I'd say my family is pretty traditional – we usually do the holiday family gatherings and other annual celebrations too. Time and time again, I see the issue of not knowing who was supposed to bring what to these events, caused by clear miscommunication that could've been averted. I wanted to build something to help my family since we host a lot of gatherings but realized this could actually help more people. I'm building Heaust – a simple way to keep track of guests and what they bring to your next event. Simply create an event, share it with others, and view who all is coming and if they're bringing something!
You'll have to excuse my background in web development; my existing knowledge stems from static HTML sites straight to React so I never really heard about nested routes until now! Nested routing allows you to render components under a specific URL. That's how the web works currently but nested routes take it to another level – especially when it comes to dynamic data.
With nested routes, I can render a modal or a drawer by going to a specific URL! In this case, when someone goes to /events/new, a drawer pops out allowing them to create a new event; I find this to be so dope!
Triggering a drawer with nested routes
I really like nested routes because it gets me thinking about layout more than individual pages. Might sound weird but here's what I mean. For Heaust, there are multiple events, of course, but there are two main components to each event page: details and activity. Instead of worrying about rendering them both at the same time or having client-side state, I can take advantage of nested routing to conditionally render that specific UI.
Here's what it looks like: /events/event-id/details renders only the details page and /events/event-id/activity only renders the activity page. What's great about this approach is that all routes are server-side rendered so I can add authentication logic to block off requests to certain routes! This also means my queries live where my UI lives, which is colocation(a term I've recently learned and like a lot). All this talk about routes and queries is a perfect segue into the next piece we all know and love, data fetching!
Simply put, Remix gives you a loader function where you can run whatever queries and business logic you need, on the server. You then consume your data on the client with a nice hook Remix gives to you called useLoaderData(). Combine this with nested routes and you'll only fetch data for that particular route.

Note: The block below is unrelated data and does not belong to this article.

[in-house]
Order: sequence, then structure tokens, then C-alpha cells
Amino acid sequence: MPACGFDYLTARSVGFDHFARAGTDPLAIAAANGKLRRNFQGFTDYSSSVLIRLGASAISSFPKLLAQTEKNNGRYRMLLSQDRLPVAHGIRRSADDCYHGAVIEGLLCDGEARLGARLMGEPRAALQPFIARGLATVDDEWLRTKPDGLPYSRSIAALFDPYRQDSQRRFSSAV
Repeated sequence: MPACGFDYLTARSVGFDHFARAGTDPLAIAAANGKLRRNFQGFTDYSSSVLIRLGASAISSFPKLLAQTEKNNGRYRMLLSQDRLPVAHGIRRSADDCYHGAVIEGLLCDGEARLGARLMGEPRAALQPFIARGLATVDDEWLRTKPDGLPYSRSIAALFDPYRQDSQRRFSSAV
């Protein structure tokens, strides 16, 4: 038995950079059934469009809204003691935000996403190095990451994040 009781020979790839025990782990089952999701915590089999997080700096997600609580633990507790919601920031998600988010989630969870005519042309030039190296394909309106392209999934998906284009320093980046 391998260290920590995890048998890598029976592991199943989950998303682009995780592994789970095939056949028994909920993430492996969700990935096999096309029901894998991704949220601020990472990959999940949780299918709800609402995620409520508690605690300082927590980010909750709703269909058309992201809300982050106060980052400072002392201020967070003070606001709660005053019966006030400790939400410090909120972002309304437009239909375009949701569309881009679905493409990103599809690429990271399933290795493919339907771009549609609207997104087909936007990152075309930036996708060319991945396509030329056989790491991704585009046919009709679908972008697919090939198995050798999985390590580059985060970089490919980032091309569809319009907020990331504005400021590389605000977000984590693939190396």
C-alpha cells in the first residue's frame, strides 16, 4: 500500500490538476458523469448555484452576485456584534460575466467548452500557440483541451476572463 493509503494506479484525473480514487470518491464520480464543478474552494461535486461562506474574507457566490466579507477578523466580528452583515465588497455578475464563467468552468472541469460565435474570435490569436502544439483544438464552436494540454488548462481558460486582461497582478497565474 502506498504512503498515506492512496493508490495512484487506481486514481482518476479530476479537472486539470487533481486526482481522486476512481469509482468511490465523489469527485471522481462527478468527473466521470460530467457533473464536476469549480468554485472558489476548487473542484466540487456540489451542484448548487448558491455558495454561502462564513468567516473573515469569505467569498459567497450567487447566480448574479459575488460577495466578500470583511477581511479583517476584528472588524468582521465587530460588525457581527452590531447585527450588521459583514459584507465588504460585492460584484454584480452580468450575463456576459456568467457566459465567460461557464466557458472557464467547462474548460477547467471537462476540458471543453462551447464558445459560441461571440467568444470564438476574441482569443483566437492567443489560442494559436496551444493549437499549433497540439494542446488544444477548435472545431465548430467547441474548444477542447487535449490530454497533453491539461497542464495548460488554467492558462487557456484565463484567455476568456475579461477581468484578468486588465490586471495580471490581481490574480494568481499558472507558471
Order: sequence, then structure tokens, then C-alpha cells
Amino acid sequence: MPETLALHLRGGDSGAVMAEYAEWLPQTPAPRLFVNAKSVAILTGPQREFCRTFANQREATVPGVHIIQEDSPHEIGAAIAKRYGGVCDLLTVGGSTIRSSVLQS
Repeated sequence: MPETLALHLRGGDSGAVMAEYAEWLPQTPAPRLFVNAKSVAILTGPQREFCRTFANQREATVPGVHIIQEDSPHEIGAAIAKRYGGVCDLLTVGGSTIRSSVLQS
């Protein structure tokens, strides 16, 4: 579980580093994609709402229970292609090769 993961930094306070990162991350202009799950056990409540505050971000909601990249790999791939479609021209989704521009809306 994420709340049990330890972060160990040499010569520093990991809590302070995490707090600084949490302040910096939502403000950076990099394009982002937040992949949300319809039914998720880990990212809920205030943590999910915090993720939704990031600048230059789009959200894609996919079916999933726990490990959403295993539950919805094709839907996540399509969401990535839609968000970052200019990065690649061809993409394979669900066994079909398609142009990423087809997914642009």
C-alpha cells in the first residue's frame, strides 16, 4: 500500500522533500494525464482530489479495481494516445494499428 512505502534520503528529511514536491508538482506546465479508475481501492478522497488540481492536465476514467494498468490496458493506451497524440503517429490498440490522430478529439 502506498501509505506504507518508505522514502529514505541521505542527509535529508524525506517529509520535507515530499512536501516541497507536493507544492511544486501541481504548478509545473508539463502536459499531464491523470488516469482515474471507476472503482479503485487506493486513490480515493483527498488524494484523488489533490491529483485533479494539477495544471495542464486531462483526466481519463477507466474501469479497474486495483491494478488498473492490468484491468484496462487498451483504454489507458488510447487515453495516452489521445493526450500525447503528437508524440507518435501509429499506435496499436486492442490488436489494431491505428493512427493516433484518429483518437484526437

Navigating to /events/event-id/details will only fetch data for the details page and never the activity page – this is major!
I'm so glad Prisma is a thing; SQL and I don't necessarily match so it's nice that I can execute SQL queries from a type-safe API! I've never heard of an ORM (object-relational mapping) until Prisma but through building queries and mutations, I have a better understanding of what that really means. What's interesting is my Prisma schema would have more fields than what my PlanetScale database has (image below) and that confused me at first but then I realized that Prisma handles the relationships that you specify (hence, the term ORM and my low SQL knowledge).
Prisma schema (left) and PlanetScale schema (right)
Who would've thought I'd break the hold Firebase had on me and start using a SQL database again?! I've been wanting to try the infamous Prisma-PlanetScale combo for a while now and I'm glad I finally tried it out! PlanetScale is dope because it brings familiar git concepts (branching and pull requests) into the realm of databases. With a free account, you get 3 branches for your project and this is pretty nice because you can use them for your main branch, a shadow branch (I'm still learning it's purpose), and the 3rd would be for your deploy requests (like pull requests but for your database schema) so you can easily test out changes.
When navigating to /events/new, Remix will run the loaders (data fetching) for both /events and /events/new.
You know how the useState hook is for keeping track of data in React applications? Apparently, the web already does this for you...with FormData. Simply add a name attribute to your <input /> and you can access it's value like so:
const body = new FormData(form);
const email = body.get("email");
Prisma queries allow you to include relations in what is returned to you! Kinda reminds me of GraphQL, how you can structure the response to your specific needs.
Using this tech stack for Heaust has been really fun and insightful! This stack allows me to move more freely and quickly so I can cut down on engineering time, which is always a plus! My plan of action with Heaust is to make it mobile responsive and do a little bit of touching up so it has a dope UX (framer-motion might help with this) before I launch it. If you want to know when Heaust goes live, let me know!
Hopefully this was a good read and provided some value to you! Be sure to follow me on Twitter for more nuggets!